One of the things I didn’t expect in Ho Chi Minh City was number of sky scrapers and the vastness of the city. Today, I learned about how the city came to be, and about what urban development is going on right now at Phu My Hung.
After breakfast, we went to UEF to hear from a guest lecturer on the history of Vietnam and urban planning. He went all the way back to how Vietnam itself was made of five ethnic groups united against Chinese invasion. He then talked about the Vietnam War and what followed for the city of Saigon, or Ho Chi Minh City. There was a massive increase in population in the following decades, and there were efforts by the government to modernize the city that wouldn’t come to fruition until the early 2000s, part due to the government finally permitting foreign investment.
After the lecturer we had a Vietnamese class where I learned (and soon after the class, forgot) how to introduce myself, say my name, and ask what someone else’s name is. After this we had lunch at a Japanese restaurant and then we went to Phu My Hung.
Phu My Hung was extremely impressive. They first led us into a white room with a model of Ho Chi Minh City where they showed us a video. The video explained Phu My Hung’s goal to build an upscale planned city in South Saigon (seen in the picture). It was incredible to see how far they’ve come, especially in just 20 years. Additionally, I enjoyed seeing how much greenery was present in the city, showing how environmentally conscious the company was.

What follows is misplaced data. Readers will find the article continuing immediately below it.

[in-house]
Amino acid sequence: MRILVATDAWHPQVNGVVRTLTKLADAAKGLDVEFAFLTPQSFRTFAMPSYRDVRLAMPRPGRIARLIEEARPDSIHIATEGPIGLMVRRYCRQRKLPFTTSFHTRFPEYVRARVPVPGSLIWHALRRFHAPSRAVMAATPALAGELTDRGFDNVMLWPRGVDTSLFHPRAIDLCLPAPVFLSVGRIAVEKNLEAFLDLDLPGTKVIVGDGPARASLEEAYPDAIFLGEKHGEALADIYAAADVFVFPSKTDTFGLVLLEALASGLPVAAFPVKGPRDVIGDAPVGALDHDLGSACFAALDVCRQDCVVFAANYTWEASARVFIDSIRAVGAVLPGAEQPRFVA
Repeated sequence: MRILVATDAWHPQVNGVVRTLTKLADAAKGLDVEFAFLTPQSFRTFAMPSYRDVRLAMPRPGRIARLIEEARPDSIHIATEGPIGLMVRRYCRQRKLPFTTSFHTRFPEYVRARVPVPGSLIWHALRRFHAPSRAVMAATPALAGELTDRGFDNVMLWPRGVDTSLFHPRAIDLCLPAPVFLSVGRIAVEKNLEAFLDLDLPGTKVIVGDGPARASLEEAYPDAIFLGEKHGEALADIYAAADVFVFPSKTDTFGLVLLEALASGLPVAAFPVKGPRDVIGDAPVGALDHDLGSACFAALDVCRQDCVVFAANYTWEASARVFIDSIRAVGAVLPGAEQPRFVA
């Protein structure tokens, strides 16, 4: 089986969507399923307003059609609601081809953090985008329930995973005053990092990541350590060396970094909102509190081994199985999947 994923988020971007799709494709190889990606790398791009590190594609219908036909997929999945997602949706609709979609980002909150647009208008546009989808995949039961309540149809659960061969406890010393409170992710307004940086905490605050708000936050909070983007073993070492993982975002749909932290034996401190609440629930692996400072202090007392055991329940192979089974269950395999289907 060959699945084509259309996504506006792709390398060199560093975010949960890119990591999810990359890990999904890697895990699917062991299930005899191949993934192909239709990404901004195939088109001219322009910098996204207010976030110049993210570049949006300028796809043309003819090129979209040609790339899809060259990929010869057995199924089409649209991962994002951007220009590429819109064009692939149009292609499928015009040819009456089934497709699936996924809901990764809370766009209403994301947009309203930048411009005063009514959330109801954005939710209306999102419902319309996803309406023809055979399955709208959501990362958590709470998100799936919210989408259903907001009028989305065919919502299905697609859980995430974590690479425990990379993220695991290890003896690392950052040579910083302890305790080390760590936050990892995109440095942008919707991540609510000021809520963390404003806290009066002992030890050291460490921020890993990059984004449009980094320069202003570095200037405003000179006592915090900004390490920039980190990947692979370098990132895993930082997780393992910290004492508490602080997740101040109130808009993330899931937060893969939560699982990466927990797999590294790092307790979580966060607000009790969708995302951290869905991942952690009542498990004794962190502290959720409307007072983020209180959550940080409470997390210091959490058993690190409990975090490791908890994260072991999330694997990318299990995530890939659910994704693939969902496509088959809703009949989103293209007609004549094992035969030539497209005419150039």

Phu My Hung was very impressive but I also felt like their project was not morally just. They were displacing people in South Saigon by raising the standards of the area without raising the current inhabitants. The professor earlier in the day mentioned the maldistribution of wealth in Vietnam, and Phu My Hung’s actions exemplified it.
Overall, the day forced me to see things critically. Phu My Hung, with their ability to build a city in 20 years, is a very cool organization that does a truly incredible work. Yet at the same time, there are ethical questions to consider, and the solution to these dilemmas are not easy to find. Tomorrow we will go on another site visit, and it will be interesting to compare and contrast the two companies.